and passing back TVP of IDs.



Can be considerably faster

than transferring all the data

before detecting deltas.



Complex to set up.

Requires a Delta Flag column

in the source data.

Only suitable for tiny delta sets.



Detecting delta data at the source

and passing back custom SELECT

statements.



Can be considerably faster

than transferring all the data

before detecting deltas.



Complex to set up.

Requires a Delta Flag column

in the source data.

Only suitable for tiny delta sets.



Detecting delta data at

source—transferring Delta

Flag column first using T-SQL.



Can be considerably faster

than transferring all the data

before detecting deltas.



Complex to set up.

Requires a Delta Flag column

in the source data.

Needs temporary tables on the source.

Necessitates a linked server.



Trigger-based delta

data tracking.



Can be considerably faster

than full data transfer.



Requires source database modification.



TableDiff



Only suitable in certain

circumstances.



Requires learning the utility.



Necessitates management of tracking tables.



Delta data management is a horrendously complex challenge, and there are few easy solutions. Some

readers may find the techniques elaborated in this chapter too complicated to be applied. Others may find them

too simple. Yet others may be facing challenges which seem to make any solution impossible. However, with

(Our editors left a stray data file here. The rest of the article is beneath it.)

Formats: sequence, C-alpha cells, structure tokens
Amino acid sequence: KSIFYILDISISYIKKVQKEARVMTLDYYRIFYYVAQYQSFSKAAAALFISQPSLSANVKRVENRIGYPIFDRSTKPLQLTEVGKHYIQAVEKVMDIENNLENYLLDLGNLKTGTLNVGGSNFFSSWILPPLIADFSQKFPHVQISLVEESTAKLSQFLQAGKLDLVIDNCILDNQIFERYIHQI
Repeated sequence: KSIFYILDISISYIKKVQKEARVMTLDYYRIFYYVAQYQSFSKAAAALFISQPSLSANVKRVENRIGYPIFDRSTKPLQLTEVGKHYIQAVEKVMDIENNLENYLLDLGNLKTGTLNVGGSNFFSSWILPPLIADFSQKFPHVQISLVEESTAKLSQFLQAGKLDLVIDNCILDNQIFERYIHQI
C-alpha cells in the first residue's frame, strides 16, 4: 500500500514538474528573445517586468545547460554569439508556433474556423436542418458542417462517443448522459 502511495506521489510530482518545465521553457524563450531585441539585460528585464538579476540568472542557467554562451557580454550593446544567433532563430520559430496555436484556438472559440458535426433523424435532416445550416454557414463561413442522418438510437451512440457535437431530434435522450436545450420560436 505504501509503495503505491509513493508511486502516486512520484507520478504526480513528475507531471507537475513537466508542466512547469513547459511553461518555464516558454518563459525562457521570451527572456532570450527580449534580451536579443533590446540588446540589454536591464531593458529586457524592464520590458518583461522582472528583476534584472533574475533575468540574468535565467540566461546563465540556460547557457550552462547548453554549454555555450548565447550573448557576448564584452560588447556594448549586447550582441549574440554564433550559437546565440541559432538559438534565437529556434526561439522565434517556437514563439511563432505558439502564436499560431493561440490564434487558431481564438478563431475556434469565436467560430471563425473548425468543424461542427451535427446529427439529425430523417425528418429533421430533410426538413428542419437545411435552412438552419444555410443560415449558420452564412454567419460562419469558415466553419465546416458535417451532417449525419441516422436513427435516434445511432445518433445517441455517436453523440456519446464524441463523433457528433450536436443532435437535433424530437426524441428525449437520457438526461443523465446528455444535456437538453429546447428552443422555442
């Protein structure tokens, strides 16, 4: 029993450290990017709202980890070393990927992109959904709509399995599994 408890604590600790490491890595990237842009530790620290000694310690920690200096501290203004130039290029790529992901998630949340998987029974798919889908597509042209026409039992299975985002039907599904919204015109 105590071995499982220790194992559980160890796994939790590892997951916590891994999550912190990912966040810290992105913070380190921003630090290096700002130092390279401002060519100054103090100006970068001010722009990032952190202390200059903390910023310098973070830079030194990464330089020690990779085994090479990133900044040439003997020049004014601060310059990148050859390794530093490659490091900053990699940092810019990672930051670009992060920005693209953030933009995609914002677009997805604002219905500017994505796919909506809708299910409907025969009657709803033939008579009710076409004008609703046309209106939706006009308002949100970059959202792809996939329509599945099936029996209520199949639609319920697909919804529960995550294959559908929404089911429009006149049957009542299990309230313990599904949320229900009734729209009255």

patience and correct analysis, most delta data issues can be resolved. The art and science is to find the correct

approach to take. So do not hesitate to test various solutions, and also to “mix and match” techniques taken

from the various recipes in this chapter. If you do not have “flag” columns in the source table, try and get them

added. If you cannot add such columns, then try and use hashing techniques to identify changed rows. Do not be

afraid of using temporary or persisted tables as a staging technique. Above all - take your time when defining the

appropriate solution and test it thoroughly.



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Chapter 12



Change Tracking and Change

Data Capture

This chapter focuses on two core techniques that allow you to detect modifications to source data and

consequently update a destination table with the corresponding changes. Using their most simplistic definitions,

these techniques are





Change Tracking: Detects that a row has changed. Lets a process return the latest version

of the data from the source table.







Change Data Capture: Detects that a row has changed. Stores all the intermediate